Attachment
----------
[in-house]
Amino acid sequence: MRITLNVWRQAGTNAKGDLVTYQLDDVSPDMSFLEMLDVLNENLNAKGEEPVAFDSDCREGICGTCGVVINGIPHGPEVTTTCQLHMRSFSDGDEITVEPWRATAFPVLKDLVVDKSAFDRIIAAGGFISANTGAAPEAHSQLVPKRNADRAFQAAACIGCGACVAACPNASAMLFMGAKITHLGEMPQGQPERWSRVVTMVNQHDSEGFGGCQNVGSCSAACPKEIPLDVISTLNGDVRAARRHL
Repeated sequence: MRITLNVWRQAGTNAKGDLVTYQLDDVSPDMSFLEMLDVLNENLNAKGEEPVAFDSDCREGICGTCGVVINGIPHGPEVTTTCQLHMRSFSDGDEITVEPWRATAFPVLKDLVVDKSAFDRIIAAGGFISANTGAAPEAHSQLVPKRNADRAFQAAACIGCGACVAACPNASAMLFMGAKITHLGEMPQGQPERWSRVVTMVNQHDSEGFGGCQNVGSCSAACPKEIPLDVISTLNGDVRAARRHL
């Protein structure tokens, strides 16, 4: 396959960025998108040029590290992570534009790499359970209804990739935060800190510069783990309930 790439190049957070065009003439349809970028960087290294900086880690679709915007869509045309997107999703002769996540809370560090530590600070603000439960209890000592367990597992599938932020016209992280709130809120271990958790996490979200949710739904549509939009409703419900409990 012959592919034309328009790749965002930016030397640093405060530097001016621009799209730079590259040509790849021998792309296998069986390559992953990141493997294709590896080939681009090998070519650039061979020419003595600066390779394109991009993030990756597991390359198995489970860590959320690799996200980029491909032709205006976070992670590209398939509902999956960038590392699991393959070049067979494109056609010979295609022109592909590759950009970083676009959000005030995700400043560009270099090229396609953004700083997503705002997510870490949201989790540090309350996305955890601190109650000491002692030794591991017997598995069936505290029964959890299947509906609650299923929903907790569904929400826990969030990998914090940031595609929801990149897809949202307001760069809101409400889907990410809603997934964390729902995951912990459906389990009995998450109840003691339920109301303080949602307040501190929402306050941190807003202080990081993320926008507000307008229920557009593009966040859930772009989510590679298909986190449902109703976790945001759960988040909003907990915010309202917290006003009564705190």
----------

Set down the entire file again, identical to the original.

[in-house]
Amino acid sequence: MRITLNVWRQAGTNAKGDLVTYQLDDVSPDMSFLEMLDVLNENLNAKGEEPVAFDSDCREGICGTCGVVINGIPHGPEVTTTCQLHMRSFSDGDEITVEPWRATAFPVLKDLVVDKSAFDRIIAAGGFISANTGAAPEAHSQLVPKRNADRAFQAAACIGCGACVAACPNASAMLFMGAKITHLGEMPQGQPERWSRVVTMVNQHDSEGFGGCQNVGSCSAACPKEIPLDVISTLNGDVRAARRHL
Repeated sequence: MRITLNVWRQAGTNAKGDLVTYQLDDVSPDMSFLEMLDVLNENLNAKGEEPVAFDSDCREGICGTCGVVINGIPHGPEVTTTCQLHMRSFSDGDEITVEPWRATAFPVLKDLVVDKSAFDRIIAAGGFISANTGAAPEAHSQLVPKRNADRAFQAAACIGCGACVAACPNASAMLFMGAKITHLGEMPQGQPERWSRVVTMVNQHDSEGFGGCQNVGSCSAACPKEIPLDVISTLNGDVRAARRHL
């Protein structure tokens, strides 16, 4: 396959960025998108040029590290992570534009790499359970209804990739935060800190510069783990309930 790439190049957070065009003439349809970028960087290294900086880690679709915007869509045309997107999703002769996540809370560090530590600070603000439960209890000592367990597992599938932020016209992280709130809120271990958790996490979200949710739904549509939009409703419900409990 012959592919034309328009790749965002930016030397640093405060530097001016621009799209730079590259040509790849021998792309296998069986390559992953990141493997294709590896080939681009090998070519650039061979020419003595600066390779394109991009993030990756597991390359198995489970860590959320690799996200980029491909032709205006976070992670590209398939509902999956960038590392699991393959070049067979494109056609010979295609022109592909590759950009970083676009959000005030995700400043560009270099090229396609953004700083997503705002997510870490949201989790540090309350996305955890601190109650000491002692030794591991017997598995069936505290029964959890299947509906609650299923929903907790569904929400826990969030990998914090940031595609929801990149897809949202307001760069809101409400889907990410809603997934964390729902995951912990459906389990009995998450109840003691339920109301303080949602307040501190929402306050941190807003202080990081993320926008507000307008229920557009593009966040859930772009989510590679298909986190449902109703976790945001759960988040909003907990915010309202917290006003009564705190």